And Then There Were Four

Trump dodged questions and avoided concrete answers, Cruz advertised for his website, Rubio struggled to combine talking policy with attacking Trump, and Kasich quietly stole the spotlight.

The first half of the Fox News debate was as entertaining as it was uninformative. The camera appeared to be stuck on the three front runners while viewers were left trying to make some sense of the childish ranting and name-calling. The current frontrunner, Donald Trump, coming off of a commanding Super Tuesday lead, attempted to act calm, condescending, and controlling, portraying himself as the candidate most ready to take on Hillary and the establishment. However, the image of a reasonable and respectable Trump was quickly shattered with a crude reference to his manhood. Trump began the debate by apologizing to Marco Rubio for calling him a “lightweight” and then proceeded to repeatedly address him as “little Marco”. Cruz received the usual label of “lying Ted”, but he attempted to fight back and assert control over Trump by repeatedly asking Trump to “calm down”, at one point even telling him to “count to ten”.

Donald Trump was hit hard by Rubio, Cruz, and the moderators on many of the past week’s news headlines including Mitt Romney’s attack, David Duke and the KKK, Trump clothing made in Mexico and China, the hiring of illegals instead of Americans at a Trump hotel, a mysterious New York Times’ off the record recording, controversial torture techniques, and the lawsuit against Trump University. His responses to the majority of these points were as vague as they were relevant. Trump effectively avoided concrete answers to important issues by spewing out personal attacks and crowd pleasing, cheer creating, buzz words such as negotiate, win, and synonyms of the word great.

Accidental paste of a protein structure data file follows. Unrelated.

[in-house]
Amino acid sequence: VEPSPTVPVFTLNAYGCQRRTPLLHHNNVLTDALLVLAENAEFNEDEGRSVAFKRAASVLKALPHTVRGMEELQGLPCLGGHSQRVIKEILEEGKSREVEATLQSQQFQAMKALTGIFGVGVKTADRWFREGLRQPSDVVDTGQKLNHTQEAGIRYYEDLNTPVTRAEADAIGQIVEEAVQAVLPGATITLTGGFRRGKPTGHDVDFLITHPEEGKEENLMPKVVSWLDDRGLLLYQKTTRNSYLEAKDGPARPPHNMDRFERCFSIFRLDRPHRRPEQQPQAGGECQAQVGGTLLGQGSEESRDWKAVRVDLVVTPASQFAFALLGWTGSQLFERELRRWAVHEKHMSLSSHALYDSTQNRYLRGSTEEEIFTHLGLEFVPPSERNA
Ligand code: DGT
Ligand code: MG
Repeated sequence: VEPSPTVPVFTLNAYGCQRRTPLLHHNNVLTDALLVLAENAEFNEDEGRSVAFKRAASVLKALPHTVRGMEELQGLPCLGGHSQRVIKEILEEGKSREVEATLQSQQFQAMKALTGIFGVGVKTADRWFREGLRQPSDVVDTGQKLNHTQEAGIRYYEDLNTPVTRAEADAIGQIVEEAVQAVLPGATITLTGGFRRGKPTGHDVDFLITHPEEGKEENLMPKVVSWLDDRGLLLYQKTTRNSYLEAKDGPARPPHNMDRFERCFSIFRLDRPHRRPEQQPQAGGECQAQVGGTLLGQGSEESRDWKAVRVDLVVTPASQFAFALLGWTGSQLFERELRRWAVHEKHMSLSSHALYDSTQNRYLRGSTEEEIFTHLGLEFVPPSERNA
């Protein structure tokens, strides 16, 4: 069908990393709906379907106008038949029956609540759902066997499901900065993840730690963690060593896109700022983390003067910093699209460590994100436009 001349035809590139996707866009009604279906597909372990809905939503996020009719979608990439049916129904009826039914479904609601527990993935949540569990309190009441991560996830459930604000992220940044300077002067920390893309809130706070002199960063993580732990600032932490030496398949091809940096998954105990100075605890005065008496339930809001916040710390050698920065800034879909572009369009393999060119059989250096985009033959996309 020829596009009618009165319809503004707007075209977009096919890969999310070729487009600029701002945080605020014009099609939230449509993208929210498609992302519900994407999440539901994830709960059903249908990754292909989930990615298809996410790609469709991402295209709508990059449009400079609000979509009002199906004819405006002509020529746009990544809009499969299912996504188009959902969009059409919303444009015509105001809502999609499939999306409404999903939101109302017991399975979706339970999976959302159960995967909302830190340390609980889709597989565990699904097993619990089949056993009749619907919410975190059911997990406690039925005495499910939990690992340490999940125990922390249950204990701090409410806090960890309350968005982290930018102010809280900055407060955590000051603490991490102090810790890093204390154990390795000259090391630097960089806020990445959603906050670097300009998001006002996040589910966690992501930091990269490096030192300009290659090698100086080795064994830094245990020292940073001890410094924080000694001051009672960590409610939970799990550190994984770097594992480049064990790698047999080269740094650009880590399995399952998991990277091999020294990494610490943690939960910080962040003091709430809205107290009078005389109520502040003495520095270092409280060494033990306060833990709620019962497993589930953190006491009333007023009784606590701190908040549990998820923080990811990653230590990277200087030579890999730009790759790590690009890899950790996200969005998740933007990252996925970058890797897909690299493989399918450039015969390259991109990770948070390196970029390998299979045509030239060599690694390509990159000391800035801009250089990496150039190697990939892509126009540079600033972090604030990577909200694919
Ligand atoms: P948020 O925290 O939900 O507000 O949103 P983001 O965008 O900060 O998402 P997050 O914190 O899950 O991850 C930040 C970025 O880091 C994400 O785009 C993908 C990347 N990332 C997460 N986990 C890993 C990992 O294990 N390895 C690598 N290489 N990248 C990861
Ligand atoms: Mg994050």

While the top three Republican candidates for President of the United States called each other names, Kasich talked policy and experience. John Kasich came off as the only mature adult in the room by bringing attention to his record and talking about solutions, all the while skillfully and patiently avoiding the quagmire to his right. Kasich demonstrated why he is the candidate most likely to crush Hillary in a general election and the crowd recognized it, offering him frequent and enthusiastic applauses.

Marco Rubio had his best moment of the night when asked about his support of the second amendment, fiercely opposing restrictions and stating that criminals do not follow the laws. He went on to show why he has garnered such a strong following with the millennials, saying that they have the potential to be the greatest generation of the century. Ted Cruz performed well in his ability to stand up to Trump and portray himself as someone who has and will continue to beat the current frontrunner. Cruz’s best line of the night came when he tore apart the failed liberal policies that changed Michigan from the booming economic power house of the twentieth century into what it is today.

To anyone watching the debate and interested in the future of their country, it was terribly clear that there was only one adult in a group of children.